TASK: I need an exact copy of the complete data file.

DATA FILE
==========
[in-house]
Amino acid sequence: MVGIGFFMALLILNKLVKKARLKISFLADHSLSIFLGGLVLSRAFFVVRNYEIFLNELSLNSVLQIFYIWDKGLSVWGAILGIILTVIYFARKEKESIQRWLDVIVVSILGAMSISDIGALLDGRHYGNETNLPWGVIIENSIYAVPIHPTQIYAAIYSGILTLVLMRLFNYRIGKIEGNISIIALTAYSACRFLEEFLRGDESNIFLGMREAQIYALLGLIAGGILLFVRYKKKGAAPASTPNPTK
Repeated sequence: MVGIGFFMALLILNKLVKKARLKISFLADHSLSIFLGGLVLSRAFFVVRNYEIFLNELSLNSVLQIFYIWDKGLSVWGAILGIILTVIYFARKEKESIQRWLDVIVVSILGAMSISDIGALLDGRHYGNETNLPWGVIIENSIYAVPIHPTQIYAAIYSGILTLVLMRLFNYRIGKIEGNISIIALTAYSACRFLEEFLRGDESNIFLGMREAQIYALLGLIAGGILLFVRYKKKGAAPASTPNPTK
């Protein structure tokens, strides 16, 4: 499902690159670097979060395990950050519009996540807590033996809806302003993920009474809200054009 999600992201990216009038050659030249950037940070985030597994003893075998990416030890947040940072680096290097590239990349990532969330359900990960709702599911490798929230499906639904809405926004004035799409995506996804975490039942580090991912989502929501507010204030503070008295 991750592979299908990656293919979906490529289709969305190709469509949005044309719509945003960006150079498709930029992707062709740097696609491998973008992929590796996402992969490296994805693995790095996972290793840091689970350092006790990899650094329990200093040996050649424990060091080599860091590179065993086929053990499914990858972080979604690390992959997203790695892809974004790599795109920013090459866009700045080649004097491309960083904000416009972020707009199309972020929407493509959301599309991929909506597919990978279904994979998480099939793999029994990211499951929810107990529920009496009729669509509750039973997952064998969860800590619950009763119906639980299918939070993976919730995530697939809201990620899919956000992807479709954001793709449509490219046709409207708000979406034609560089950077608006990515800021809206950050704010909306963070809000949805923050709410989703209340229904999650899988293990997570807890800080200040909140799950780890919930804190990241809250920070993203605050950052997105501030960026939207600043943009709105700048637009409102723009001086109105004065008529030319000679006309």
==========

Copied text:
[in-house]
Amino acid sequence: MVGIGFFMALLILNKLVKKARLKISFLADHSLSIFLGGLVLSRAFFVVRNYEIFLNELSLNSVLQIFYIWDKGLSVWGAILGIILTVIYFARKEKESIQRWLDVIVVSILGAMSISDIGALLDGRHYGNETNLPWGVIIENSIYAVPIHPTQIYAAIYSGILTLVLMRLFNYRIGKIEGNISIIALTAYSACRFLEEFLRGDESNIFLGMREAQIYALLGLIAGGILLFVRYKKKGAAPASTPNPTK
Repeated sequence: MVGIGFFMALLILNKLVKKARLKISFLADHSLSIFLGGLVLSRAFFVVRNYEIFLNELSLNSVLQIFYIWDKGLSVWGAILGIILTVIYFARKEKESIQRWLDVIVVSILGAMSISDIGALLDGRHYGNETNLPWGVIIENSIYAVPIHPTQIYAAIYSGILTLVLMRLFNYRIGKIEGNISIIALTAYSACRFLEEFLRGDESNIFLGMREAQIYALLGLIAGGILLFVRYKKKGAAPASTPNPTK
């Protein structure tokens, strides 16, 4: 499902690159670097979060395990950050519009996540807590033996809806302003993920009474809200054009 999600992201990216009038050659030249950037940070985030597994003893075998990416030890947040940072680096290097590239990349990532969330359900990960709702599911490798929230499906639904809405926004004035799409995506996804975490039942580090991912989502929501507010204030503070008295 991750592979299908990656293919979906490529289709969305190709469509949005044309719509945003960006150079498709930029992707062709740097696609491998973008992929590796996402992969490296994805693995790095996972290793840091689970350092006790990899650094329990200093040996050649424990060091080599860091590179065993086929053990499914990858972080979604690390992959997203790695892809974004790599795109920013090459866009700045080649004097491309960083904000416009972020707009199309972020929407493509959301599309991929909506597919990978279904994979998480099939793999029994990211499951929810107990529920009496009729669509509750039973997952064998969860800590619950009763119906639980299918939070993976919730995530697939809201990620899919956000992807479709954001793709449509490219046709409207708000979406034609560089950077608006990515800021809206950050704010909306963070809000949805923050709410989703209340229904999650899988293990997570807890800080200040909140799950780890919930804190990241809250920070993203605050950052997105501030960026939207600043943009709105700048637009409102723009001086109105004065008529030319000679006309």